Sadler, P. M. et al. (2013). The Influence of Teachers’ Knowledge on Student Learning in Middle School Physical Science Classrooms. American Educational Research Journal, 50(5), 1020–1049. https://doi.org/10.3102/0002831213477680
Schmiemann, P., & Lücken, M. (2014). Validität - Misst mein Test, was er soll? In D. Krüger, I. Parchmann, & H. Schecker (Eds.), Methoden in der naturwissenschaftsdidaktischen Forschung (pp. 107-118). Berlin: Springer.
Shavelson, R. J., Hubner, J. J., & Stanton, G. C. (1976). Self-Concept: Validation of Construct Interpretations. Review of Educational Research, 46(3), 407–441. https://doi.org/10.3102/00346543046003407
Velthuis, C., Fisser, P., & Pieters, J. (2014). Teacher Training and Pre-service Primary Teachers’ Self-Efficacy for Science Teaching. Journal of Science Teacher Education, 25(4), 445–464. https://doi.org/10.1007/s10972-013-9363-y
Wheaton, B. et al. (1977). Assessing Reliability and Stability in Panel Models. Sociological Methodology, 8, 84–136.
Yangin, S., & Sidekli, S. (2016). Self-Efficacy for Science Teaching Scale Development: Construct Validation with Elementary School Teachers. Journal of Education and Training Studies, 4(10), 54–69. https://doi.org/10.11114/jets.v4i10.1694
Yilmaz-Tuzun, O. (2008). Preservice Elementary Teachers’ Beliefs About Science Teaching. Journal of Science Teacher Education, 19(2), 183–204. https://doi.org/10.1007/s10972-007-9084-1
Zell, E., & Krizan, Z. (2014). Do People Have Insight Into Their Abilities?: A Metasynthesis. Perspectives on Psychological Science, 9(2), 111–125. https://doi.org/10.1177/1745691613518075
Self-rated content knowledge of biology, chemistry, and physics
Henceforth, we ask you to self-rate your content knowledge relating to teaching science (teaching of biology, chemistry, and physics as one subject). This information is meaningful, as you may find yourself in the situation of teaching all three science education subjects interdisciplinarily (e.g., at a comprehensive school).
„I think that I have enough content knowledge ...
[B0]… to teach the biological parts of the interdisciplinary subject  well.“
[C0]… to teach the chemical parts of the interdisciplinary subject science well.“
[P0]… to teach the physical parts of the interdisciplinary subject science well.“
Biology specific items
“I know very much about the core idea of ...
[B1]… compartmentalization (e.g., cell theory, such as organelles and animal and plant cell, and the functional division of types of tissue and organs in the organism, and the principle of competitive exclusion).”
[B2]… control and regulation (e.g., physiological regulation, such as regarding body temperature or hormones, and ecological interactions such as predator-prey relationship).”
[B3]… substance and energy transformation (e.g., photosynthesis, digestion, and cell respiration and enzymes, and substance and energy flow within an ecosystem such as within food webs).”
[B4]… information and communication (e.g., information paths within the organism, such as stimulus conduction, stimuli, and sensory organs, and information intake and exchange of information such as by social behavior).“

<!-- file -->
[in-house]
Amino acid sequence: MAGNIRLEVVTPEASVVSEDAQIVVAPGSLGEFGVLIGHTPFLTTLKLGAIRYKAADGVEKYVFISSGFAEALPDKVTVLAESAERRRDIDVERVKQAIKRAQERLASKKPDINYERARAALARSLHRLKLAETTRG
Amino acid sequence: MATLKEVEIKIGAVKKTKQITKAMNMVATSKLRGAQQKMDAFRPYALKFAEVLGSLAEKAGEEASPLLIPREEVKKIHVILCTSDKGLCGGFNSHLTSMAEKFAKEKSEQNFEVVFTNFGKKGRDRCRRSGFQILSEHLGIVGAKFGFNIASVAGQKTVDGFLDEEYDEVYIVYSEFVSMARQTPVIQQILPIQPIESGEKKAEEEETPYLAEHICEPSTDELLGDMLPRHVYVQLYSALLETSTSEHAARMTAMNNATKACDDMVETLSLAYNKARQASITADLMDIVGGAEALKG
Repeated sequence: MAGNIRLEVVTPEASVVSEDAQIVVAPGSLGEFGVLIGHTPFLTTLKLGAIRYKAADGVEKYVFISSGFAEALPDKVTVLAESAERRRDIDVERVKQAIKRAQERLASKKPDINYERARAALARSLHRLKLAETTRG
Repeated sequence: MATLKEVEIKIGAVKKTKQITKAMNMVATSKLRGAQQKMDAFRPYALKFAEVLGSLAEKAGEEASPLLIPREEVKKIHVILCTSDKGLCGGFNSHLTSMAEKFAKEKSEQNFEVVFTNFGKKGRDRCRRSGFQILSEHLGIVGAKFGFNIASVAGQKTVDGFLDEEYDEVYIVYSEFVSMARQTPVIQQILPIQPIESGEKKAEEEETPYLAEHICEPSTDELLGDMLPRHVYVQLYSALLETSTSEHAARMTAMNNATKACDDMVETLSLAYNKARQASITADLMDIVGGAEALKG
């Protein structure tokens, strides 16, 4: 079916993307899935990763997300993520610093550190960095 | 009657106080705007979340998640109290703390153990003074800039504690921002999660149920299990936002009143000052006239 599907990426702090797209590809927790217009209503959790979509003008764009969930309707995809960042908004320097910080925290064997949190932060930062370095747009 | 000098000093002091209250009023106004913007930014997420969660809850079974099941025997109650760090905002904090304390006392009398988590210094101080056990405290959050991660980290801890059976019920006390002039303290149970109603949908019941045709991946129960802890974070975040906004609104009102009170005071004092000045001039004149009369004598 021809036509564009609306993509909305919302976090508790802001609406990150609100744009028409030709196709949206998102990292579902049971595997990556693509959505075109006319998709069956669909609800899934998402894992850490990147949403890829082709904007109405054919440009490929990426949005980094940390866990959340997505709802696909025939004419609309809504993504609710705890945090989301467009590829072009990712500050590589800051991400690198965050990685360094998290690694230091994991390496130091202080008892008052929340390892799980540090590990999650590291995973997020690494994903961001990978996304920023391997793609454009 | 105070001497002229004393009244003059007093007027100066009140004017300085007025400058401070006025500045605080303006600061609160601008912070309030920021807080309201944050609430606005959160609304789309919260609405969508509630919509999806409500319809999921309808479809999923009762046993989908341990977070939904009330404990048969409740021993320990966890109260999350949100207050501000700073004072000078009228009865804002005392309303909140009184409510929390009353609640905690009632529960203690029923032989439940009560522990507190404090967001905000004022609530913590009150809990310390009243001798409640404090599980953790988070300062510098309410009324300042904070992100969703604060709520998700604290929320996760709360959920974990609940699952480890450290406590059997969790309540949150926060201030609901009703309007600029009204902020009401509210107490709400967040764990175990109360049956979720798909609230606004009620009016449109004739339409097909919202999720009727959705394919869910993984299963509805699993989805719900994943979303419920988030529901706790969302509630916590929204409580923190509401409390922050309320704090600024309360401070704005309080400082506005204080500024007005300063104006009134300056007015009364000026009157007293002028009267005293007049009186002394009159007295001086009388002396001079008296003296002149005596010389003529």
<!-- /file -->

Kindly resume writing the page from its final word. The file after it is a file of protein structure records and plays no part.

[B5]… reproduction (e.g., sexual and asexual procreation, technical cloning, recombination, and the manifestation of genetic information, such as genes, phenotype, mutation).”
[B6]… variability and adaptation (e.g., diversity of species, annidation, and processes of selection, such as breeding and evolutionary processes).”
[B7]… history and relationship (e.g., groups of vertebrates, pedigree analysis, and homology and analogy).”
Chemistry specific items
“I know very much about the core idea of ...
[C1]… matter-particle (e.g., atomic models, substance properties, such as pH-value or the solubility, separation processes such as chromatography, and pure substances and mixtures of substances).”
[C2]… structure-property (e.g., intermolecular interactions, such as dipole-dipole, van der Waals, and hydrogen bonds, and substance classes and groups, such as metals, non-metals, and salts).”
[C3]… chemical reaction (e.g., characteristics of chemical reactions, such as educts, products, energy conversion, and redox reactions, and acid-base reactions, and formation of reaction equations).”
[C4]… energy (e.g., activation energy, catalyst, ionization energy, and exothermic and endothermic reactions).”
Physics specific items
„I know very much about the subject area of ...
[P1]… energy (e.g., principle of conservation of energy, types of energy).“
[P2]… thermodynamics (e.g., Kelvin scale, ideal gas, cycles, efficiency).”
[P3]… magnetism and electricity (e.g., molecular magnets, generator, Kirchhoff’s first and second law, current, voltage and resistor, pn-junction).”
[P4]… mechanics (e.g., powers, gravitational constant g, uniform movement, p-t- and v-t-graphs).”
[P5]… phenomenological optics (e.g., reflection, dispersion, refraction, lenses, and colored light).”
[P6]… atomic and nuclear physics (e.g., nuclear power, radioactive decay, α-, β-, and γ-radiation, isotopes, and the nuclear atom model).”
In the following, interdisciplinary science also means integrated science (biology, chemistry, and physics as one subject; Labudde, 2014, p. 15).
The reference contains all three curricula for biology, chemistry, and physics. Henceforth, subject areas and core ideas are summarized as core ideas.
Due to the focus on primary education, the topics are not comparable with topics, not to mention core ideas, of secondary education and, thus, not further considered.
As we focus at least on the level of subject-specific academic self-concept, and not the higher-order academic self-concept (e.g., verbal/academic self-concept), more recent models, like that presented by Marsh and Shavelson (1985, p. 120), are not explicitly taken into account.
After confirming the factors with the CFA, we now call srCK science subject-related srCK instead of only science-related.
The subjects of biology, chemistry, and physics are taught as one subject “science“ at the comprehensive school from fifth to tenth class.